Nelson Mandela, best known for successfully leading the resistance to the policy of apartheid under white minority rule, became the first fully elected black head of state and President of South Africa (1994-1999), steering the country smoothly to a constitutional non-racial democracy.
It is difficult to grasp how a man, after being incarcerated for so long (1964-1989), could rise above the suffering and hate to be the recipient of the Nobel Peace prize in 1993. He ‘talked the talk and walked the walk’. South Africa was blessed to have such a beacon of light to illuminate the way forward.
Politically, handcuffs are a loaded iconographic tool. In relationship to Mandela, simplistically they enquire into the nature of power dynamics and the state. A companion work ‘Madiba’ (as Mandela was lovingly known) continues this narrative.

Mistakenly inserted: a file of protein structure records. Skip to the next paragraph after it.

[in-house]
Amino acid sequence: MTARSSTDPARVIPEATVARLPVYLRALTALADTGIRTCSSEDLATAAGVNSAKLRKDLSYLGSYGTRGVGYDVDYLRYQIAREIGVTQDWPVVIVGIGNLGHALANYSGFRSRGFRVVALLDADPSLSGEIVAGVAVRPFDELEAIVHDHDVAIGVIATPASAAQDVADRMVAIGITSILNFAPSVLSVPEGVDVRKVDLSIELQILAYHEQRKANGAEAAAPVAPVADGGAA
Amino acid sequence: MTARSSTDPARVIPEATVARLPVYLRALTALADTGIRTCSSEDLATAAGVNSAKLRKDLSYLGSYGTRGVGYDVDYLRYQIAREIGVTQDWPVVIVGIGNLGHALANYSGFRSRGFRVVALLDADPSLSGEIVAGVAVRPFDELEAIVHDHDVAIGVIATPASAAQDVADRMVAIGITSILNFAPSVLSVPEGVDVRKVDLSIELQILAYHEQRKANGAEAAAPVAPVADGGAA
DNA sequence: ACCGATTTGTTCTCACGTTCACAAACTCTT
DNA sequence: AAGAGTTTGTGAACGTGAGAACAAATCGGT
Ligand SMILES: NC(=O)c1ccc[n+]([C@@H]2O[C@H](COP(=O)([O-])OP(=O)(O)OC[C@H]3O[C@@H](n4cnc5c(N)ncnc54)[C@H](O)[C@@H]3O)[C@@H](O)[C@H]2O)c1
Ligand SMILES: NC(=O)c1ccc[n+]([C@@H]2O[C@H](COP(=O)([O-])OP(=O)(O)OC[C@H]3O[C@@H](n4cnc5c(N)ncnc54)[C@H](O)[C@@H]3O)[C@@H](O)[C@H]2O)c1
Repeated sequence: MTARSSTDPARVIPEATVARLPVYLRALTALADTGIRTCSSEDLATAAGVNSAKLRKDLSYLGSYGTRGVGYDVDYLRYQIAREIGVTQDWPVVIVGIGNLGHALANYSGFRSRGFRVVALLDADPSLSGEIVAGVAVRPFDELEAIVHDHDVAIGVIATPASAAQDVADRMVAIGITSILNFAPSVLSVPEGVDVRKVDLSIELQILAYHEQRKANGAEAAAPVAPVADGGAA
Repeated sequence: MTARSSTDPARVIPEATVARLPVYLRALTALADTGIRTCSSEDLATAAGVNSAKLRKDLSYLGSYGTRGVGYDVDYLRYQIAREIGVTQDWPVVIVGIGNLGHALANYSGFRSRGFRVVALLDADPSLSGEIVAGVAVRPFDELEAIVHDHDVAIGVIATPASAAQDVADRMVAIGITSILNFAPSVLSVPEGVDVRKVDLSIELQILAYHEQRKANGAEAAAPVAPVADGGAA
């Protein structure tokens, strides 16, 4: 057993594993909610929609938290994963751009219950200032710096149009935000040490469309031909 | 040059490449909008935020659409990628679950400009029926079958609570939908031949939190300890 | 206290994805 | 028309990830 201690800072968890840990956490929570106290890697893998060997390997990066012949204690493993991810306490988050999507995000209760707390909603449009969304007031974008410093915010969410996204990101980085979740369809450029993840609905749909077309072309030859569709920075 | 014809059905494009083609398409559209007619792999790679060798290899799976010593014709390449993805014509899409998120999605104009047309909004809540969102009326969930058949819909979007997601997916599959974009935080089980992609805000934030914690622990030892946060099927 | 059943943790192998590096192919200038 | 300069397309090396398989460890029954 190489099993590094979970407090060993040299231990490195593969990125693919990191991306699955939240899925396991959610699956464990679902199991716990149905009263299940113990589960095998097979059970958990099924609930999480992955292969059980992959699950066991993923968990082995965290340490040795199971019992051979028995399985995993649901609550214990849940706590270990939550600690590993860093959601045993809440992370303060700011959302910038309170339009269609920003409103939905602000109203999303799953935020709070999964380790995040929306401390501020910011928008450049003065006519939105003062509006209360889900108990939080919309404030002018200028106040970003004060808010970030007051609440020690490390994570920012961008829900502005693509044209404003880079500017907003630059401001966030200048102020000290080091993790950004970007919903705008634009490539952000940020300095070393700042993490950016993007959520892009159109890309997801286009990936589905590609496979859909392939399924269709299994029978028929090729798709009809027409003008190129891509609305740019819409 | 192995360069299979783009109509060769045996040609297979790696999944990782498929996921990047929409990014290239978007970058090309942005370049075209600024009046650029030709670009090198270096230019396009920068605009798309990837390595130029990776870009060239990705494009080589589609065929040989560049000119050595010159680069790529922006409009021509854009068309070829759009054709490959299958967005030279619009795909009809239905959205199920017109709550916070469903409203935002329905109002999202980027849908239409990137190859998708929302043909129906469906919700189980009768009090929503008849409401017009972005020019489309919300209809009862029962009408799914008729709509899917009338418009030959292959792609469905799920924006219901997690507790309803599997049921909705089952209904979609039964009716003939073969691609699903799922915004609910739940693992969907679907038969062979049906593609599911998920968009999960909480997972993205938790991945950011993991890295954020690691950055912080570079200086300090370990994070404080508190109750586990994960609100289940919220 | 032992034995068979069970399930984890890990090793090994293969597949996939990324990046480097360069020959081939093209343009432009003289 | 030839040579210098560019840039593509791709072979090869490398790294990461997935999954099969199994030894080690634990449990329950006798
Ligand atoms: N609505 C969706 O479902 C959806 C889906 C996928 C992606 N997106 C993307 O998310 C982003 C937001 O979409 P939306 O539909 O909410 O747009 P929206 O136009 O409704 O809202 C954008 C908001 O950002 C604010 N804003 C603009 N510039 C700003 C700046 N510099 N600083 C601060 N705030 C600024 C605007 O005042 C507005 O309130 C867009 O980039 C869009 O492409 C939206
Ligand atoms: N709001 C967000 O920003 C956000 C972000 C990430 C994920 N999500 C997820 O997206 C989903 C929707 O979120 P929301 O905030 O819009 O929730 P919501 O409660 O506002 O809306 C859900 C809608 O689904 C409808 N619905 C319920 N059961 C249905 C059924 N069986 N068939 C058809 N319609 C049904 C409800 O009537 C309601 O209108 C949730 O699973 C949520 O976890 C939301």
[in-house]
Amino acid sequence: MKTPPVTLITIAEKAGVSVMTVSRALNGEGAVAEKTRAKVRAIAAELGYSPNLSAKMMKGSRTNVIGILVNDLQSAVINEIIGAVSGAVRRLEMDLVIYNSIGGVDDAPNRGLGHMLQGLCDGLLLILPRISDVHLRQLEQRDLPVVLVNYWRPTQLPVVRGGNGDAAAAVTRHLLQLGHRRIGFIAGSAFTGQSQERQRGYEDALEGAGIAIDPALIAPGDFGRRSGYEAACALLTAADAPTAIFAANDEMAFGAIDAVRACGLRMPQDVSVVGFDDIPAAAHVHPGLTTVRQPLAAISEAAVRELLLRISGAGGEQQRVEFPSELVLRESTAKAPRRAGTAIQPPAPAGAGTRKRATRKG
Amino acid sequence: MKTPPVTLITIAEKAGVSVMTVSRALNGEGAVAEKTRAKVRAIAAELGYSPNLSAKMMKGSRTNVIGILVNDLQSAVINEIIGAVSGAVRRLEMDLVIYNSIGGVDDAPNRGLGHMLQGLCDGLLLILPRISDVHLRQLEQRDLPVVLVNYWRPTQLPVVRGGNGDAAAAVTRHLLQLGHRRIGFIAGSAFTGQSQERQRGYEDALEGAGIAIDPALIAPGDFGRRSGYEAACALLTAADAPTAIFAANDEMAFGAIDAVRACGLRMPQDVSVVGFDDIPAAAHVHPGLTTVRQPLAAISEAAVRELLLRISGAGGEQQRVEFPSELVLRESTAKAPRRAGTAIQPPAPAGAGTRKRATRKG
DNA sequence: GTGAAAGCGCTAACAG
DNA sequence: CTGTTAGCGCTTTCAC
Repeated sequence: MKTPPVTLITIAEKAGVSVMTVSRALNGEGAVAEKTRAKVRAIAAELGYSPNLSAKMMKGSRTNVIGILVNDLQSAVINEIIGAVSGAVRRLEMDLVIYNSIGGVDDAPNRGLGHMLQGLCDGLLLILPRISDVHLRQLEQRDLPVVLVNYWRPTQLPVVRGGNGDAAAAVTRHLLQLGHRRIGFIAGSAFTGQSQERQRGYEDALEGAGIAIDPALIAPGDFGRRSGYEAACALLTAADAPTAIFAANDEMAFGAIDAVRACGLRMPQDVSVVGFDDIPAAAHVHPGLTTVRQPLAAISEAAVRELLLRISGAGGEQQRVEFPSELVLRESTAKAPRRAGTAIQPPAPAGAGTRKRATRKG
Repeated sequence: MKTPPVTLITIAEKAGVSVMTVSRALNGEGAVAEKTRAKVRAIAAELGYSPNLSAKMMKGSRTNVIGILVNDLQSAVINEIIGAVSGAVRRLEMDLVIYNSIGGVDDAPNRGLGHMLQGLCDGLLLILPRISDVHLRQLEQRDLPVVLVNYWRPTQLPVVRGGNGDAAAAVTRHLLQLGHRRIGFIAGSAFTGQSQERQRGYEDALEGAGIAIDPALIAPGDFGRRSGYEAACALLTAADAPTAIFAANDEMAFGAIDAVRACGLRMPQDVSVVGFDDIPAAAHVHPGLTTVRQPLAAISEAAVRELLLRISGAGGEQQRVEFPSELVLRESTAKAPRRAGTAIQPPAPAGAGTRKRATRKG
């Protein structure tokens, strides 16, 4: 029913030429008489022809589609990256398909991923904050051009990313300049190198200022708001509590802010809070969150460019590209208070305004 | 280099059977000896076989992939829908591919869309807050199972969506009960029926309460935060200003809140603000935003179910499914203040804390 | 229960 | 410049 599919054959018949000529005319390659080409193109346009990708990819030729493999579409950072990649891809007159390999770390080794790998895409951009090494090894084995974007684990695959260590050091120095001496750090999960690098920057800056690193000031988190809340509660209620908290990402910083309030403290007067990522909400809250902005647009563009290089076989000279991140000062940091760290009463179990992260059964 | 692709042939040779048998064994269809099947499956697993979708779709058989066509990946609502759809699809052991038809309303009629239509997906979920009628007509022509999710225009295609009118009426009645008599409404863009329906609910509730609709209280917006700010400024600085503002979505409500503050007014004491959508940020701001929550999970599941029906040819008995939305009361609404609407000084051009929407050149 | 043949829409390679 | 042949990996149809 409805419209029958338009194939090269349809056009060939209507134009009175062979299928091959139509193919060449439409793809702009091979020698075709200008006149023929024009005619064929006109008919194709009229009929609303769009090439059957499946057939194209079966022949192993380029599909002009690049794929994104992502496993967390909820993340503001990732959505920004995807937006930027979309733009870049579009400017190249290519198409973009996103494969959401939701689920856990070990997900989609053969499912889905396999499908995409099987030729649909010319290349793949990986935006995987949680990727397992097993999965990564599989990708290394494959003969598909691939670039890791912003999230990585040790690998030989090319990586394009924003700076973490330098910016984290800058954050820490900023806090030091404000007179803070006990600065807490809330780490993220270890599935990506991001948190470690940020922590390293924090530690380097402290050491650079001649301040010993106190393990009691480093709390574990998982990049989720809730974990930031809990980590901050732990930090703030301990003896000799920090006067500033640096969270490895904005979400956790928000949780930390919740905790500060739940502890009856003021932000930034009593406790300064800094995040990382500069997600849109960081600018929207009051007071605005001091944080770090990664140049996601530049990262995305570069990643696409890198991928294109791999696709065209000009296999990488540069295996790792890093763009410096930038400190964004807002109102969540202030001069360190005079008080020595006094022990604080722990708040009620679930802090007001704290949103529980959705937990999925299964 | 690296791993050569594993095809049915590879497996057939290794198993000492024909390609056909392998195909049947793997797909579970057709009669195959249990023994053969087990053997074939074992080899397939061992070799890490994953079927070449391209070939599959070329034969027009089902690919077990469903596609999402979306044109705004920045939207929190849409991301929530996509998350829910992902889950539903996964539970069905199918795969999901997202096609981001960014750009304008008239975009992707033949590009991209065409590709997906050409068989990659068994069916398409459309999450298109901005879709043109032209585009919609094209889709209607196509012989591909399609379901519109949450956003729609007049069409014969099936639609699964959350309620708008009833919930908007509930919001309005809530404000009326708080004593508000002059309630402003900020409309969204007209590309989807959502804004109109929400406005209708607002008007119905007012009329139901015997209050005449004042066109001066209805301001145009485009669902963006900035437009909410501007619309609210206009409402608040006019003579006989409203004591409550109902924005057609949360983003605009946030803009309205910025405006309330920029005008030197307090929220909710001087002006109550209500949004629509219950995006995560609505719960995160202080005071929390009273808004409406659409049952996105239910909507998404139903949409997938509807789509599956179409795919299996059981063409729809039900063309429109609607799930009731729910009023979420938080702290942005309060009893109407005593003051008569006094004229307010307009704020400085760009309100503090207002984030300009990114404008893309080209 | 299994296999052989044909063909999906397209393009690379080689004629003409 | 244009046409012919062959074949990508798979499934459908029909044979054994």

‘Mozart’. 1994. Oil on Canvas. 79x63cm, recontextualises handcuffs with a pair of high healed black and white striped pumps, reminiscent of a very different time and space. The socio-political gulf between the Mandela works and this image are diametrically opposed and all erotic potential and games suggested by the title resonate with different chords. These issues can be debated at length.